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On this day in jazz (May 26)

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On this day in 1980, Pat Metheny began recording the album entitled 80/81. The musicians appearing on the album were: Pat Metheny on acoustic and electric guitars, Dewey Redman and Michael Brecker on tenor saxophones, Charlie Haden on bass, and Jack DeJohnette on drums. The album was a double LP release with 9 songs comprising the four sides. I've never been a huge Pat Metheny fan, but this album is almost listenable--probably due in large part to his supporting cast and the material they selected to record which includes songs by Haden and Ornette Coleman.

Richard Ginell says this of the album: "Pat Metheny's credibility with the jazz community went way up with the release of this package, a superb two-CD collaboration with a quartet of outstanding jazz musicians that dared to be uncompromising at a time when most artists would have merely continued pursuing their electric commercial successes".

Here's Pat with "Two Folk Songs":

Track listing:


  1. "Two Folk Songs: 1st" 13:17
  2. "Two Folk Songs: 2nd" (Charlie Haden) 7:31
  3. "80/81" 7:28
  4. "The Bat" 5:58
  5. "Turnaround" (Ornette Coleman) 7:05
  6. "Open" (Metheny, Jack DeJohnette, Dewey Redman, Haden, Michael Brecker, Final Theme by Metheny) 14:25
  7. "Pretty Scattered" 6:56
  8. "Every Day (I Thank You)" 13:16
  9. "Goin' Ahead" 3:56


Last Updated on Wednesday, 17 August 2016 15:52

On this day in jazz (May 25)

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On this day in 1998, drummer Kahil El'Zabar completed recording the album Spirits Entering at Riverside Studio in Chicago, IL. The album consists of duets with violinist Billy Bang. The album is regarded as avant-garde-world-fusion and presents some rather unusual instruments such as the Berimbau and Kalimba played by Kahil. Derek Taylor writing for said that "Bang is one of the few improvisors around that can completely complement and match El'Zabar's measure of spiritual fire and passionate emotionalism in his instrument." That is, they played well together. If you are looking for something a little off the beaten path, this album should meet that need. If you like this album, you'll also like the live album they recorded together in 2005, Live at the River East Art Center.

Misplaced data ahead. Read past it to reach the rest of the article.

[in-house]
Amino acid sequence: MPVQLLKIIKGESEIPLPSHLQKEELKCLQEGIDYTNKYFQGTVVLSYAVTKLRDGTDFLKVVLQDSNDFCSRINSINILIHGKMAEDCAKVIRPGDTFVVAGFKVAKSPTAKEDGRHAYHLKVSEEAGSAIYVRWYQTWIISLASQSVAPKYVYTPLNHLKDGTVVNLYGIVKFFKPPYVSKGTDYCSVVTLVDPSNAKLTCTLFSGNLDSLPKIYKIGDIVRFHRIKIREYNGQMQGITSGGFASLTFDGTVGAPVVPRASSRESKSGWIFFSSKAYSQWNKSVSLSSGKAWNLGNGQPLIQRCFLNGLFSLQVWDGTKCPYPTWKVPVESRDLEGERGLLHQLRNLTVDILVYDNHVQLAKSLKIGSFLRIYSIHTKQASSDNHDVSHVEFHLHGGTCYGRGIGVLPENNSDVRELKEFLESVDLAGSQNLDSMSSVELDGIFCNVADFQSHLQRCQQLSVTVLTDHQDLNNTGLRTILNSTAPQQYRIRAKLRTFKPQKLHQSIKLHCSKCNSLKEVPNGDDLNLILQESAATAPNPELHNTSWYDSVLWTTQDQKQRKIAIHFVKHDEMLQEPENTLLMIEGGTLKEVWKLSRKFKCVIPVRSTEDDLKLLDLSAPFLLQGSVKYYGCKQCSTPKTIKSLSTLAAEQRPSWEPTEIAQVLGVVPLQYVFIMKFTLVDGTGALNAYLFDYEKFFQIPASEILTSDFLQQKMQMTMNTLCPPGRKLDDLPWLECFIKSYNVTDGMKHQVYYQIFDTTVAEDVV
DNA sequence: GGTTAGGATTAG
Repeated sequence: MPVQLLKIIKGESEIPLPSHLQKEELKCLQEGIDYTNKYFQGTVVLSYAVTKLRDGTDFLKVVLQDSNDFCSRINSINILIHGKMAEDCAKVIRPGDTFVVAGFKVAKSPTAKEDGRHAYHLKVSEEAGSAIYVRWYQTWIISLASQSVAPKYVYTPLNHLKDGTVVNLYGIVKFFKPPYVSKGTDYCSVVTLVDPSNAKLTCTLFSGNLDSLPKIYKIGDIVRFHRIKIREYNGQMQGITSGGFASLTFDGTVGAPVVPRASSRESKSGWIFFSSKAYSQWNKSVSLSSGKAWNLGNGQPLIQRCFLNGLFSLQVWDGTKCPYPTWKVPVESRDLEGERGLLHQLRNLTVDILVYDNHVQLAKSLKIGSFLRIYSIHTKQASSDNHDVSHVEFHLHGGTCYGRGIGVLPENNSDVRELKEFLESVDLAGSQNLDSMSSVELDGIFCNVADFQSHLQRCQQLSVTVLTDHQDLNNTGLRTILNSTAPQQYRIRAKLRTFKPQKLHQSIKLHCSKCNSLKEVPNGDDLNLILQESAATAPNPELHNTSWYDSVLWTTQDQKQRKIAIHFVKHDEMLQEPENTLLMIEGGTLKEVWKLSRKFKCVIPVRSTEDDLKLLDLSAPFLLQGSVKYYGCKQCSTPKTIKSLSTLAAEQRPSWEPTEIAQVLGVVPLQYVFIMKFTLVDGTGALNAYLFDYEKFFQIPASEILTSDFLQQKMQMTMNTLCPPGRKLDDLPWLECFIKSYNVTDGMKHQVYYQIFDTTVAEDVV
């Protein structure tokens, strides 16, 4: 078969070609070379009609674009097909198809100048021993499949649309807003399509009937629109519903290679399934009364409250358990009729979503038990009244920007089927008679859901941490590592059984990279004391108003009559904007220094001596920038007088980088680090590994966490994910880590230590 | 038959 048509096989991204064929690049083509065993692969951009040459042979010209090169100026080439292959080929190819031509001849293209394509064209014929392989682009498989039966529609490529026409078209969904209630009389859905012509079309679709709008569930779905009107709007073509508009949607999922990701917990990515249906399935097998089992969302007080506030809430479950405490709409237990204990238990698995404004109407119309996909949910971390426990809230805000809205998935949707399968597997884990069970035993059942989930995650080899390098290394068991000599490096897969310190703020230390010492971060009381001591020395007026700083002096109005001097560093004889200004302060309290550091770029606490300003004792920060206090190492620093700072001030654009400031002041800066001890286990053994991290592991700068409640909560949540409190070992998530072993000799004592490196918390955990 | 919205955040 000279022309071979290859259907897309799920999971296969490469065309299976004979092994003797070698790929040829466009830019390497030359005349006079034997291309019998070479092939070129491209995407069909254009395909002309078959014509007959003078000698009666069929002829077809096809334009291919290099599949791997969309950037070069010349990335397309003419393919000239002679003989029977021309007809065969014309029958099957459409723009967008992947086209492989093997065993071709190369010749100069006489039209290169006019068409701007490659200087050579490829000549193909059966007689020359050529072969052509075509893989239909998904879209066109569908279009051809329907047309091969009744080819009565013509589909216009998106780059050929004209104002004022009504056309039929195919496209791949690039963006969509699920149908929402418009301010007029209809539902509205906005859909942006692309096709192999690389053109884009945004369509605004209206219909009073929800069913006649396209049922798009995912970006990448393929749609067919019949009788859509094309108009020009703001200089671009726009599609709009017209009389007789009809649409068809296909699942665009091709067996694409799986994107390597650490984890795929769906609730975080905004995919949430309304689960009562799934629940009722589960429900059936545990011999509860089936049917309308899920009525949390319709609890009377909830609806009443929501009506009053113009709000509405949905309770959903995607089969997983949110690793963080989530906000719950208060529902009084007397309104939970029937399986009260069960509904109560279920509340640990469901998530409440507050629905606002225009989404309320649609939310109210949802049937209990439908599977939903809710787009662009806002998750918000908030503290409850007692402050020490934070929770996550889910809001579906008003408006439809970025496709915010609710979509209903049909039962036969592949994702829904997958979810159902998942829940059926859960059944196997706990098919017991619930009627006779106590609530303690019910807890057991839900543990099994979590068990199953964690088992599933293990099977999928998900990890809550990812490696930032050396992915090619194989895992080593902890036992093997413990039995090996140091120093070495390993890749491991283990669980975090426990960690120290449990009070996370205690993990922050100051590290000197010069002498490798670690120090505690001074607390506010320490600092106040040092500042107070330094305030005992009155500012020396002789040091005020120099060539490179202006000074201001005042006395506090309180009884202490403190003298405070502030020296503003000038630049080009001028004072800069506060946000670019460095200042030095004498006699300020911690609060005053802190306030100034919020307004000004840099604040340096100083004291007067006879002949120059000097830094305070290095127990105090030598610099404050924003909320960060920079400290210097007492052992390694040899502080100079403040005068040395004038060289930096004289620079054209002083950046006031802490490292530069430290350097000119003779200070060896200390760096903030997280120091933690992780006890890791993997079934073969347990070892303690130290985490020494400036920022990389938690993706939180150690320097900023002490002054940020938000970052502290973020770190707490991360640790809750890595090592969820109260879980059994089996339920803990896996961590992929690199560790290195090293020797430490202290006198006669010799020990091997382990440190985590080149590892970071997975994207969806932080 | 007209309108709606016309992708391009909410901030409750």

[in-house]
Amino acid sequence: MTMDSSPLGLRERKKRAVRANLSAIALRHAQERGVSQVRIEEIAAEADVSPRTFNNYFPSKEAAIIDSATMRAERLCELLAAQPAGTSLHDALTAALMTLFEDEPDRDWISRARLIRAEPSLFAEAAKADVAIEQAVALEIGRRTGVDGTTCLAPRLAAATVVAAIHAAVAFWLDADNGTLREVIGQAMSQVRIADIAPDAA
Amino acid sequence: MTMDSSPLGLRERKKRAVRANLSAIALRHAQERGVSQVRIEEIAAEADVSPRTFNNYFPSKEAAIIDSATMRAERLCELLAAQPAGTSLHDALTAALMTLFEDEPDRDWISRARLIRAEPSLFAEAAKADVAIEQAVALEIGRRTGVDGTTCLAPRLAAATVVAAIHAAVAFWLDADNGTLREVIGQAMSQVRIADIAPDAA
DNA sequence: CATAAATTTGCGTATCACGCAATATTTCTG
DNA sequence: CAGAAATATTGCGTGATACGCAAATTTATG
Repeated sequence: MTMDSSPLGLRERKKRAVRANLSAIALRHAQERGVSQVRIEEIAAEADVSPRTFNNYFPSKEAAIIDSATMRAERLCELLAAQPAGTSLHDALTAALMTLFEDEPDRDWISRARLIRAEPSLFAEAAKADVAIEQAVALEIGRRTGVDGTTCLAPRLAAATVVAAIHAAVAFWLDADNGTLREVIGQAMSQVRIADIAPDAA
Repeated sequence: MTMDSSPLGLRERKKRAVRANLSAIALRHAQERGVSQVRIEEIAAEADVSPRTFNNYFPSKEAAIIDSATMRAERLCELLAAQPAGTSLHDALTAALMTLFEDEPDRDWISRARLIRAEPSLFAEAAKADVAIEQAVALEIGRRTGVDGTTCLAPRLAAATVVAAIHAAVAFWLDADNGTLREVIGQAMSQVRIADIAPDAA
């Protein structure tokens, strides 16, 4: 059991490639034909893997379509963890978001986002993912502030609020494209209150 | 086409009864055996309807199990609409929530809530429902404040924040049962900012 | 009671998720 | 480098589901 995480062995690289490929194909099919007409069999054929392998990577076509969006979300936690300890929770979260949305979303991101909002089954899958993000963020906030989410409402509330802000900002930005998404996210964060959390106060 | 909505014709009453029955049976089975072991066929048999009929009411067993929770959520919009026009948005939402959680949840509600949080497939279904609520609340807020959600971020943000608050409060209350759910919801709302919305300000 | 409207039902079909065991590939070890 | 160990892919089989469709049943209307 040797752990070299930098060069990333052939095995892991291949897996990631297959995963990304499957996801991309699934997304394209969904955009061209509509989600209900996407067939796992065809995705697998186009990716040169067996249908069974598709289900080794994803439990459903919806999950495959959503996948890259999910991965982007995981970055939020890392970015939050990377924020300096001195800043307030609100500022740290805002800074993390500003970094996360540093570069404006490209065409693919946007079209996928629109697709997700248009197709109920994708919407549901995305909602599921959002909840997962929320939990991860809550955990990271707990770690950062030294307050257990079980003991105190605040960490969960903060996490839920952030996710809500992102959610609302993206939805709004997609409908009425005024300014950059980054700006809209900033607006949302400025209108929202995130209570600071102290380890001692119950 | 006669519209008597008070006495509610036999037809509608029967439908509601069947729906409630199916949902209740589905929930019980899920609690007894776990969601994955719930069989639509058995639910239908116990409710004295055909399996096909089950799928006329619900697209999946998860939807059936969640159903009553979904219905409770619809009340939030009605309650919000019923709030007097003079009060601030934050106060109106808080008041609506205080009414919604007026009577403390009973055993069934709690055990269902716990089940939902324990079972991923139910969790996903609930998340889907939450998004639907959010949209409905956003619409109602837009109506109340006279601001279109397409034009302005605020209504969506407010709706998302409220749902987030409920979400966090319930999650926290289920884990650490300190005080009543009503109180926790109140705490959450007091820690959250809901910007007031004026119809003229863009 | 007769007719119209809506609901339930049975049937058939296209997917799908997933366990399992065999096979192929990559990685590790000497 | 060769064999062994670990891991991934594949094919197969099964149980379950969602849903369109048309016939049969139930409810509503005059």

Now, a little about Kahil. He was born in Chicago in 1953 and attended the Chicagoland college, Lake Forest College. Into the early 1970s, he joined the Association for the Advancement of Creative Musicians and would later go on to become the chairman of that group. Throughout his career he has recorded mainly with two groups that he formed: Ritual Trio and Ethnic Heritage Ensemble; however, he has also collaborated with many of jazz's royalty such as Dizzy Gillespie and Cannonball Adderley as well as other well-known musicians such as Nina Simone, Paul Simon and Stevie Wonder. If you're like me and live in the Chicago area, head over to to see if he (or others) will be playing soon!

Here's Kahil with "Spirits Entering":

Track listing:


  1. Spirits Entering
  2. Was Now
  3. Sweet Irene
  4. Love Outside of Dreams
  5. The Dream Merchant
  6. Song Of Myself
  7. The Ituri Fantasy
  8. Old Time Religion
  9. Golden Sea


Last Updated on Wednesday, 17 August 2016 15:51

On this day in jazz (May 24)

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On this day in 1968, one of my favorite pianists, Cedar Walton, recorded the album Spectrum in New York City. Cedar was assisted by a stellar line up of Blue Mitchell on trumpet, Clifford Jordan on tenor saxophone, Richard Davis on bass and Jack DeJohnette on the drums.

If you are unfamiliar with Cedar, here's some brief points. He started playing professionally in 1957 after 2 years of service in the US Army with Kenny Dorham, making his recording debut on This Is The Moment!. He later joined Benny Golson's band, The Jazztet. In the early 1960s, he was in Art Blakey's band, The Jazz Messengers. Throughout the 1960s he played for various jazz stars like Lee Morgan, Abbey Lincoln and Sonny Criss, and in the 1970s he founded a funk band named Mobius. In the 1990s, he arranged and recorded Etta James' Mystery Land: Songs of Billie Holiday which won the Grammy for Best Jazz Vocal Album. In 2010, he was inducted as a Jazz Master by the National Endowment for the Arts. His best known recordings are the following: "Firm Roots", "Bolivia", "Holy Land," "Mode for Joe" and "Cedar's Blues".